There Aren’t That Many Good Reasons To Start Social Security Very Early

There are really only a few good financial reasons to start Social Security retirement benefits at age 62, the earliest possible age with the lowest monthly benefit, or soon thereafter. Here are a few situations that might call for starting these benefits early:

  • If you’re truly financially strapped and have no reasonable alternative to make ends meet
  • If you’re single and have received a diagnosis of a life-shortening disease, or you’ve smoked for most of your life
  • If you’re the primary wage-earner of a married couple who receives a diagnosis of a life-shortening disease or has smoked for most of your life, and you have taken steps to provide for your spouse without needing the enhanced survivor benefits that result from delaying Social Security benefits
  • If you’re so rich that it doesn’t really matter to you how much your Social Security benefits are (Bill Gates, for one, certainly doesn’t need to optimize his Social Security benefits)

Here’s one more good financial reason to start Social Security very early: If you want to take a hit for the team, start your Social Security benefits as soon as possible. By doing so, you help reduce the future strain on the system. If that describes you, then, to quote Clint Eastwood, “Go ahead, make my day.” Everybody else should thank you!

But suppose you’re still thinking you really don’t need Social Security benefits to cover your living expenses now, so you should just start Social Security early, invest all the money, and be ahead of the game compared to delaying Social Security until your full retirement age or longer. Good idea? Nope! My analysis shows that to even have a chance of winning with such a strategy, you’d need to substantially invest all your Social Security benefits in stocks, with all the accompanying investment risk. Once again, let’s take inspiration from Clint Eastwood: “You’ve got to ask yourself one question – do I feel lucky?”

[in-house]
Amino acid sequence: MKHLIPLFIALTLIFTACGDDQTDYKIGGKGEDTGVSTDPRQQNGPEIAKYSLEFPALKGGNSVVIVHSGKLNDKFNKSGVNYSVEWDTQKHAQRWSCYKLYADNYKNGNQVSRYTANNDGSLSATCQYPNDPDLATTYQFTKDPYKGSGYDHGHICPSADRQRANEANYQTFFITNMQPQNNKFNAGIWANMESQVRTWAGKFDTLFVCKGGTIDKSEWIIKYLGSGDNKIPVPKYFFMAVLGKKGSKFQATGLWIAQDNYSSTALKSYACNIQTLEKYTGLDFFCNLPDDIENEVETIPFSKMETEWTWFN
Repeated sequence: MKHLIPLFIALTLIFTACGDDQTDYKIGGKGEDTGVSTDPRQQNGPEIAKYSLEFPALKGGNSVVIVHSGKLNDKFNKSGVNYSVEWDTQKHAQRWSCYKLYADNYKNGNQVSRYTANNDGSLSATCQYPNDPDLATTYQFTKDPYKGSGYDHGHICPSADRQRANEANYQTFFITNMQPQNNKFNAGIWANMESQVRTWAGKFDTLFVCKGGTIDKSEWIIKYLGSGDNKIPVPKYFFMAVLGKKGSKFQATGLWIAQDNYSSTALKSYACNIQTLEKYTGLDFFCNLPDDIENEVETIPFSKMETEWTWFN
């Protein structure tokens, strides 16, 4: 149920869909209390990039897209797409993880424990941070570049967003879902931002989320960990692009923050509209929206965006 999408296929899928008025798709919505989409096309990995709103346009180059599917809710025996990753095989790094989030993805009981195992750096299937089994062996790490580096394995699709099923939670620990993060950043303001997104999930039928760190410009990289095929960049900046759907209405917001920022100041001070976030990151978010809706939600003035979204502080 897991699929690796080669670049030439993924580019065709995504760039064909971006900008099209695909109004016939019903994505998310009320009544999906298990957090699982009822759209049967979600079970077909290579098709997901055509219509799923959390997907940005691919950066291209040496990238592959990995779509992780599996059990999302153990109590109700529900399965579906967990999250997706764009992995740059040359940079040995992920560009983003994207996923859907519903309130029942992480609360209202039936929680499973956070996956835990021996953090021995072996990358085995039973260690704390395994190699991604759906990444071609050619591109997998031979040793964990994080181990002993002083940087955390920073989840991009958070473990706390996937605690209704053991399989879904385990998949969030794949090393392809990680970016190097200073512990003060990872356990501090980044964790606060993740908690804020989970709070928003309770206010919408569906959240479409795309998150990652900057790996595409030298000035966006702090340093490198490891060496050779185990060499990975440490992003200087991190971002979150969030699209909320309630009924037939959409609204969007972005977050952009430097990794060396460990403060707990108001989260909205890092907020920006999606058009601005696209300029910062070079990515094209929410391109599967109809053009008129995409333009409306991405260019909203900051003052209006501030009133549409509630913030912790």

Because that’s what you have to depend on if you follow this strategy. On the other hand, delaying Social Security benefits carries no investment risk at all.

Of course, there’s a possible lifestyle consideration for starting Social Security early: You really, really want or need to retire, you don’t have enough savings to fund a Social Security bridge strategy, and starting Social Security early is the only way you can afford to retire. Just be aware that you’re making a tradeoff with serious consequences: enjoyment now instead of more retirement income later. This tradeoff has negative financial implications – a permanently reduced, lifetime retirement income.

If you’re still tempted to start Social Security benefits as soon as possible because you’ve heard it’s a good idea from your boss/brother-in-law/buddy/barber/bartender/barista etc., ask yourself this: Is the person dispensing advice an informed expert? If not, then why are you even considering their “words of wisdom” when it comes to your retirement finances? After all, virtually every actuary, economist, and Nobel prize winner who has studied our Social Security system suggests that for most people, delaying these benefits for as long as possible (but not past age 70) is a good financial strategy. And they’re basing their conclusions on extensive research and analysis, not just expressing uninformed opinions. 

Get smart with your retirement dollars, and take the time to learn the facts about Social Security. Here are a few good books that can help:

And here are a few good websites:

Don’t make the mistake of making an uninformed decision about when to start your Social Security benefits. Knowledge about Social Security from informed experts is literally at your fingertips. Knowledge is power. More importantly, knowledge is money in the bank during your retirement!

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